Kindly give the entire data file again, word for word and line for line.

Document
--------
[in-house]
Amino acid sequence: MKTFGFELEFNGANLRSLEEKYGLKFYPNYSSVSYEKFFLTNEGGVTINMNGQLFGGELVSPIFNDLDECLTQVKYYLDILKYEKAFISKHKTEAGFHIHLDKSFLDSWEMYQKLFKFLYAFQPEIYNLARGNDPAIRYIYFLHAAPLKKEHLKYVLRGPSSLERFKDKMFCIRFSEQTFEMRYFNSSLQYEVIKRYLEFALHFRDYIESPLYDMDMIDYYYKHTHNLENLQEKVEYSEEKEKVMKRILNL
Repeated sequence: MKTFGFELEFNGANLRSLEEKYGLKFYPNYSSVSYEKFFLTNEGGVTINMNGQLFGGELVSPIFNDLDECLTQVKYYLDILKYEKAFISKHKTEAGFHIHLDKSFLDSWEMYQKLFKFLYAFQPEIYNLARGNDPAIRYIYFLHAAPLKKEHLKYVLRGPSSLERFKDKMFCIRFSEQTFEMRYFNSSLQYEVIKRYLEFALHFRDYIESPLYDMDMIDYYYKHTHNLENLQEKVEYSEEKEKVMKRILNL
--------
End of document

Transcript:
[in-house]
Amino acid sequence: MKTFGFELEFNGANLRSLEEKYGLKFYPNYSSVSYEKFFLTNEGGVTINMNGQLFGGELVSPIFNDLDECLTQVKYYLDILKYEKAFISKHKTEAGFHIHLDKSFLDSWEMYQKLFKFLYAFQPEIYNLARGNDPAIRYIYFLHAAPLKKEHLKYVLRGPSSLERFKDKMFCIRFSEQTFEMRYFNSSLQYEVIKRYLEFALHFRDYIESPLYDMDMIDYYYKHTHNLENLQEKVEYSEEKEKVMKRILNL
Repeated sequence: MKTFGFELEFNGANLRSLEEKYGLKFYPNYSSVSYEKFFLTNEGGVTINMNGQLFGGELVSPIFNDLDECLTQVKYYLDILKYEKAFISKHKTEAGFHIHLDKSFLDSWEMYQKLFKFLYAFQPEIYNLARGNDPAIRYIYFLHAAPLKKEHLKYVLRGPSSLERFKDKMFCIRFSEQTFEMRYFNSSLQYEVIKRYLEFALHFRDYIESPLYDMDMIDYYYKHTHNLENLQEKVEYSEEKEKVMKRILNL